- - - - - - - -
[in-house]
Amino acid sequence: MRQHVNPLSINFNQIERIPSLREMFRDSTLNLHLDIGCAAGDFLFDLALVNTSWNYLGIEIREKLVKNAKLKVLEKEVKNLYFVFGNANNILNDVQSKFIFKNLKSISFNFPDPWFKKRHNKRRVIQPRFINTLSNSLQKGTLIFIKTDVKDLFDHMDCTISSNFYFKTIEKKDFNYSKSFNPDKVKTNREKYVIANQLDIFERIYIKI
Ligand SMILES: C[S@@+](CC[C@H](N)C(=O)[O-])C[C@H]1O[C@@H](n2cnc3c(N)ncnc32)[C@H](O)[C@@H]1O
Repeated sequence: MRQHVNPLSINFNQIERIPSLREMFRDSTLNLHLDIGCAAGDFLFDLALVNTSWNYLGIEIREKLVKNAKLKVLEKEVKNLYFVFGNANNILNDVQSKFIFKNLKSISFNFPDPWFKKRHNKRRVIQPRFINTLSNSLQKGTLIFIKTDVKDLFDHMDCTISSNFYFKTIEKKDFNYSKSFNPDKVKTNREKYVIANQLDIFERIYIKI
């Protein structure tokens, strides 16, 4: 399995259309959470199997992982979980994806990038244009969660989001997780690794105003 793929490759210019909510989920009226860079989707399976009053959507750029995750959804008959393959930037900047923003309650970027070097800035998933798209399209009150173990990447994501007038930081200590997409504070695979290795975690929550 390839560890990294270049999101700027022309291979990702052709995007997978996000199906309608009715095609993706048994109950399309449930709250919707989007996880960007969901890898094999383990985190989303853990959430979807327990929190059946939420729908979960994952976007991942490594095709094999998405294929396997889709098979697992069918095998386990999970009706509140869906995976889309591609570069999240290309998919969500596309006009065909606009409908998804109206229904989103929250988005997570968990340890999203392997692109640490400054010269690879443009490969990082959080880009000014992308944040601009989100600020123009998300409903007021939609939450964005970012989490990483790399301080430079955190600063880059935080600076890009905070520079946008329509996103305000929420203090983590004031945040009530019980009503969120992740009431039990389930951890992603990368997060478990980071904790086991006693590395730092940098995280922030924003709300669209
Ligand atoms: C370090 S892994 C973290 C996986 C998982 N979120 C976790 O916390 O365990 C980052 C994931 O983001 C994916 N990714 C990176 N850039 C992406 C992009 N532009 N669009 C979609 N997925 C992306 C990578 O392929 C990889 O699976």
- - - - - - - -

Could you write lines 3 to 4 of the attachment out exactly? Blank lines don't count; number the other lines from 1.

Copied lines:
Ligand SMILES: C[S@@+](CC[C@H](N)C(=O)[O-])C[C@H]1O[C@@H](n2cnc3c(N)ncnc32)[C@H](O)[C@@H]1O
Repeated sequence: MRQHVNPLSINFNQIERIPSLREMFRDSTLNLHLDIGCAAGDFLFDLALVNTSWNYLGIEIREKLVKNAKLKVLEKEVKNLYFVFGNANNILNDVQSKFIFKNLKSISFNFPDPWFKKRHNKRRVIQPRFINTLSNSLQKGTLIFIKTDVKDLFDHMDCTISSNFYFKTIEKKDFNYSKSFNPDKVKTNREKYVIANQLDIFERIYIKI